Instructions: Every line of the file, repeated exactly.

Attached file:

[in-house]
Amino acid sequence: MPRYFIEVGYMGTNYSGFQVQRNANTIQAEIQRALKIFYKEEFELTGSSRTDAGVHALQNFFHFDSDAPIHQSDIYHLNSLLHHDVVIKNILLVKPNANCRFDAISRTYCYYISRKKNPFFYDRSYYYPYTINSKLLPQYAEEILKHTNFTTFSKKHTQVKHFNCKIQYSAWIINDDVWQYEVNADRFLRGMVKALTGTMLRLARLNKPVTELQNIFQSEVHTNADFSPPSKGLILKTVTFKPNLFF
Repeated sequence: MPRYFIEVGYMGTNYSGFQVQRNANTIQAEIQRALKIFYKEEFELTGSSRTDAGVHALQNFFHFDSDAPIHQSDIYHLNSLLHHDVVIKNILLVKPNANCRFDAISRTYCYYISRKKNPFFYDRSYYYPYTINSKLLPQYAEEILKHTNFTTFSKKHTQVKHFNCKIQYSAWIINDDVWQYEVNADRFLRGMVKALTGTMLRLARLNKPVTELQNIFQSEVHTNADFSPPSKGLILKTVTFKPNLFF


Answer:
[in-house]
Amino acid sequence: MPRYFIEVGYMGTNYSGFQVQRNANTIQAEIQRALKIFYKEEFELTGSSRTDAGVHALQNFFHFDSDAPIHQSDIYHLNSLLHHDVVIKNILLVKPNANCRFDAISRTYCYYISRKKNPFFYDRSYYYPYTINSKLLPQYAEEILKHTNFTTFSKKHTQVKHFNCKIQYSAWIINDDVWQYEVNADRFLRGMVKALTGTMLRLARLNKPVTELQNIFQSEVHTNADFSPPSKGLILKTVTFKPNLFF
Repeated sequence: MPRYFIEVGYMGTNYSGFQVQRNANTIQAEIQRALKIFYKEEFELTGSSRTDAGVHALQNFFHFDSDAPIHQSDIYHLNSLLHHDVVIKNILLVKPNANCRFDAISRTYCYYISRKKNPFFYDRSYYYPYTINSKLLPQYAEEILKHTNFTTFSKKHTQVKHFNCKIQYSAWIINDDVWQYEVNADRFLRGMVKALTGTMLRLARLNKPVTELQNIFQSEVHTNADFSPPSKGLILKTVTFKPNLFF